One of the gardens on our sneak preview of the upcoming Inside Austin Gardens Tour, hosted by the Travis County Master Gardeners, was a newly constructed 5-star green home on a caliche-rugged property in West Austin. The design of the house was appealing (one blogger pointed out that it’s a modern version of an Arts and Crafts-style bungalow), and fit in well with the naturalistic style of the gardens that spread out around it.
From the street you’re greeted by a xeric garden of yuccas, grasses, rosemary, and other fragrant-leaved perennials, doubtless planted for their deer resistance.
The driveway is edged on each side by native vegetation, including prickly pear, yellow-flowering broomweed (Amphiachyris dracunculoides, I think), and fragrant, white-flowering kidneywood (not pictured).
An ocotillo (surprisingly healthy looking, despite our humidity and higher rainfall levels than its native desert climate), golden barrel cactus, and small boulders make a striking vignette closer to the house.
Smaller details are not overlooked either.
A partly shady garden under live oaks welcomes you at the front walk, with sotol (Dasylirion texana) and flowering perennials.
A semi-tropical lushness is achieved with the addition of hanging baskets and variegated ginger. Update: That’s fishbone cactus (Epiphyllum anguliger) in the hanging basket.
A small stream runs across the path, crossed by a clean-lined plank bridge.
Vines clamber along a fence and the support structure of the deep front porch, softening the modern structure.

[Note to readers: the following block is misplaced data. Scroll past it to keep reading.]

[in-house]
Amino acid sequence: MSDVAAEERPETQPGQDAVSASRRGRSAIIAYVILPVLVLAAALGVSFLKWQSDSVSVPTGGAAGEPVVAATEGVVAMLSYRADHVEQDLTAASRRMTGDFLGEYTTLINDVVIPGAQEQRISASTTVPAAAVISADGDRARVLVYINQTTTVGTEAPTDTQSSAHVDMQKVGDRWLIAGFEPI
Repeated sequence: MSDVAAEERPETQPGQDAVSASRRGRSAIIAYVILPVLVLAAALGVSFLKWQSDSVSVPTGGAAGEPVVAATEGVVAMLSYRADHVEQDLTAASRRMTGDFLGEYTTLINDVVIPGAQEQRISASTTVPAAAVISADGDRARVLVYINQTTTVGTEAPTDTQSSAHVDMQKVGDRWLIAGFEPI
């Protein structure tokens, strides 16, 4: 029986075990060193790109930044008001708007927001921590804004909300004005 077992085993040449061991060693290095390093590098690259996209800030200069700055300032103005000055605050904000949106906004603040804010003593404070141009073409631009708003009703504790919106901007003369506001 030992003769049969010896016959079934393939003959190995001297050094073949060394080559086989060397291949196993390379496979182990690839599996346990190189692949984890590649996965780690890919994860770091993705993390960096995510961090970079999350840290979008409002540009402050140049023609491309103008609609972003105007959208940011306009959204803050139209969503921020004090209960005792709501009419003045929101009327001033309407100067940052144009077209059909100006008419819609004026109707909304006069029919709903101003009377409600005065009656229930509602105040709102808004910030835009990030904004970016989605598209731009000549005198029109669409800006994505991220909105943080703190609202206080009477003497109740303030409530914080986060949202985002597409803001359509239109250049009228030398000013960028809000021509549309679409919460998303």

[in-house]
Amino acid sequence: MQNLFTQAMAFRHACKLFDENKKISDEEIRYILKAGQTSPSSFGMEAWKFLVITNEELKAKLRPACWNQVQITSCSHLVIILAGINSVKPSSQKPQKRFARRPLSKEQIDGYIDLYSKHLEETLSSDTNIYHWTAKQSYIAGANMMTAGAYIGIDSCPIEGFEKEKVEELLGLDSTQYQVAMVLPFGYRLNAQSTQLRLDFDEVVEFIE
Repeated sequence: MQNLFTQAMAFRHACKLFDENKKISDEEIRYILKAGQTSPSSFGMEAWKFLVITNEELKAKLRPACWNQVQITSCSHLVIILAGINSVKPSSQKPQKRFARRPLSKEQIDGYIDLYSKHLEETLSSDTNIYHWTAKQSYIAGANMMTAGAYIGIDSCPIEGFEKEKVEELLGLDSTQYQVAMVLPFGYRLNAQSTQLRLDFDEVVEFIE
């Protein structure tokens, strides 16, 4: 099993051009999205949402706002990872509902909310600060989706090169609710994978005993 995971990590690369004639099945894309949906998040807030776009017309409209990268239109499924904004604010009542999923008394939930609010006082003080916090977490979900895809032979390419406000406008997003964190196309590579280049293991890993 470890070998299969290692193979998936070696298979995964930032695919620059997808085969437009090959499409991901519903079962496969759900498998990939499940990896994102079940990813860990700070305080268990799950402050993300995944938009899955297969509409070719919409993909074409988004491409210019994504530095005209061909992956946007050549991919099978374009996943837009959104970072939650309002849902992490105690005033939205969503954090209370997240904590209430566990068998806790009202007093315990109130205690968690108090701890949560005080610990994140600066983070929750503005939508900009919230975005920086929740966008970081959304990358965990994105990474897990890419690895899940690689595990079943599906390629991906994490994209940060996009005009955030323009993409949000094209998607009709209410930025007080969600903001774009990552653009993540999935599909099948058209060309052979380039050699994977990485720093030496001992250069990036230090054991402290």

Snail vine (Vigna caracalla), a pretty annual, crawls along the fence…
…while an appealing combination of snail vine and blue sky vine (Thunbergia grandiflora) climb into the rafters.
A pretty spot to stop and take in the Hill Country view
On the porch, a single potted succulent prepares to flower.
Dyckia and silver ponyfoot (Dichondra argentea), a combo I have in my own garden
A collection of stock tanks houses a vegetable garden, fenced off from the entry garden but visible from the front porch. Thin soil over caliche makes planting in the ground difficult, so owner Jennifer Phillips solved that problem here with raised beds.
I’ve been coveting a black beautyberry, also known as Mexican beautyberry (Callicarpa acuminata), since spotting one at San Antonio Botanical Garden a few years ago. Jennifer has two, which she told me she found with the help of her designer at a wholesale nursery. I would love to find this at a retail nursery next spring.
Almost every garden on tour had a bottle tree of some kind. Jennifer made hers by attaching bottles to an old cedar stump.
She has a massive water-collection tank in the back yard. I wonder how many gallons it holds? I should have asked.
We heard a dog barking in the house, wanting to meet us, and Jennifer’s love of dogs is apparent in her choice of garden art. Two happy-go-lucky dog-and-bird sculptures adorn the garden, looking as playful as the real thing.
Date: October 20
Time: 9 am to 4 pm
Tickets for the tour (all of the gardens) are $15 in advance, or $20 on the day of the tour ($5 for individual gardens).
Gardening Demonstrations/Education Sessions at the Phillips Garden
10:30 am – Spice Up Your Food with Herbs with Holly Plotner
1 pm – Eat the Fruits of Your Labor with Ratna & Venkappa Gani
All Day – Treehouse: Smart Building, Better Living with Russell Hill
All material © 2006-2012 by Pam Penick for Digging. Unauthorized reproduction prohibited.